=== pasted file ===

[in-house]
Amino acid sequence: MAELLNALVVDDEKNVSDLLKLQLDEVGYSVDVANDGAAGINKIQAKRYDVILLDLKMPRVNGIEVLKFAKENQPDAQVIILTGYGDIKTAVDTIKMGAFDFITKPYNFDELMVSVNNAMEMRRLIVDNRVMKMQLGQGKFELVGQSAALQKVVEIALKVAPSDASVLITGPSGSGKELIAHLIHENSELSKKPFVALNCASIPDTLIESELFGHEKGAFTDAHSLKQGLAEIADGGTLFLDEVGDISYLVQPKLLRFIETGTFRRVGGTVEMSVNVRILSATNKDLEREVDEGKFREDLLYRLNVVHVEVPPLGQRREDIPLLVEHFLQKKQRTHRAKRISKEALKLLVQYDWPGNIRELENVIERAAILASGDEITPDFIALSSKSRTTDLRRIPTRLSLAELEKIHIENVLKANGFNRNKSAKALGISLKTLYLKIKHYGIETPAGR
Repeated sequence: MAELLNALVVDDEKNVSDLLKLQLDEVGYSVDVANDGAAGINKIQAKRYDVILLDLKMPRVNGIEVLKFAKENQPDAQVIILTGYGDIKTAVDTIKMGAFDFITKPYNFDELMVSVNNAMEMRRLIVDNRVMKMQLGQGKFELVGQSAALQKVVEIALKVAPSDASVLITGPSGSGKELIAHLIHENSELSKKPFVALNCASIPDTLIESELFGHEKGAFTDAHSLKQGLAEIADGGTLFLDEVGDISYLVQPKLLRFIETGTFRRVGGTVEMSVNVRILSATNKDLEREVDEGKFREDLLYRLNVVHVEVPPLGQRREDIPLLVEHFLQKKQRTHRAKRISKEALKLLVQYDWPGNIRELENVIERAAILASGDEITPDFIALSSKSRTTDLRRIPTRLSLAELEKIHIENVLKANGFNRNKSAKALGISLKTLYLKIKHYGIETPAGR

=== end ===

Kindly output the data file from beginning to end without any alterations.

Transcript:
[in-house]
Amino acid sequence: MAELLNALVVDDEKNVSDLLKLQLDEVGYSVDVANDGAAGINKIQAKRYDVILLDLKMPRVNGIEVLKFAKENQPDAQVIILTGYGDIKTAVDTIKMGAFDFITKPYNFDELMVSVNNAMEMRRLIVDNRVMKMQLGQGKFELVGQSAALQKVVEIALKVAPSDASVLITGPSGSGKELIAHLIHENSELSKKPFVALNCASIPDTLIESELFGHEKGAFTDAHSLKQGLAEIADGGTLFLDEVGDISYLVQPKLLRFIETGTFRRVGGTVEMSVNVRILSATNKDLEREVDEGKFREDLLYRLNVVHVEVPPLGQRREDIPLLVEHFLQKKQRTHRAKRISKEALKLLVQYDWPGNIRELENVIERAAILASGDEITPDFIALSSKSRTTDLRRIPTRLSLAELEKIHIENVLKANGFNRNKSAKALGISLKTLYLKIKHYGIETPAGR
Repeated sequence: MAELLNALVVDDEKNVSDLLKLQLDEVGYSVDVANDGAAGINKIQAKRYDVILLDLKMPRVNGIEVLKFAKENQPDAQVIILTGYGDIKTAVDTIKMGAFDFITKPYNFDELMVSVNNAMEMRRLIVDNRVMKMQLGQGKFELVGQSAALQKVVEIALKVAPSDASVLITGPSGSGKELIAHLIHENSELSKKPFVALNCASIPDTLIESELFGHEKGAFTDAHSLKQGLAEIADGGTLFLDEVGDISYLVQPKLLRFIETGTFRRVGGTVEMSVNVRILSATNKDLEREVDEGKFREDLLYRLNVVHVEVPPLGQRREDIPLLVEHFLQKKQRTHRAKRISKEALKLLVQYDWPGNIRELENVIERAAILASGDEITPDFIALSSKSRTTDLRRIPTRLSLAELEKIHIENVLKANGFNRNKSAKALGISLKTLYLKIKHYGIETPAGR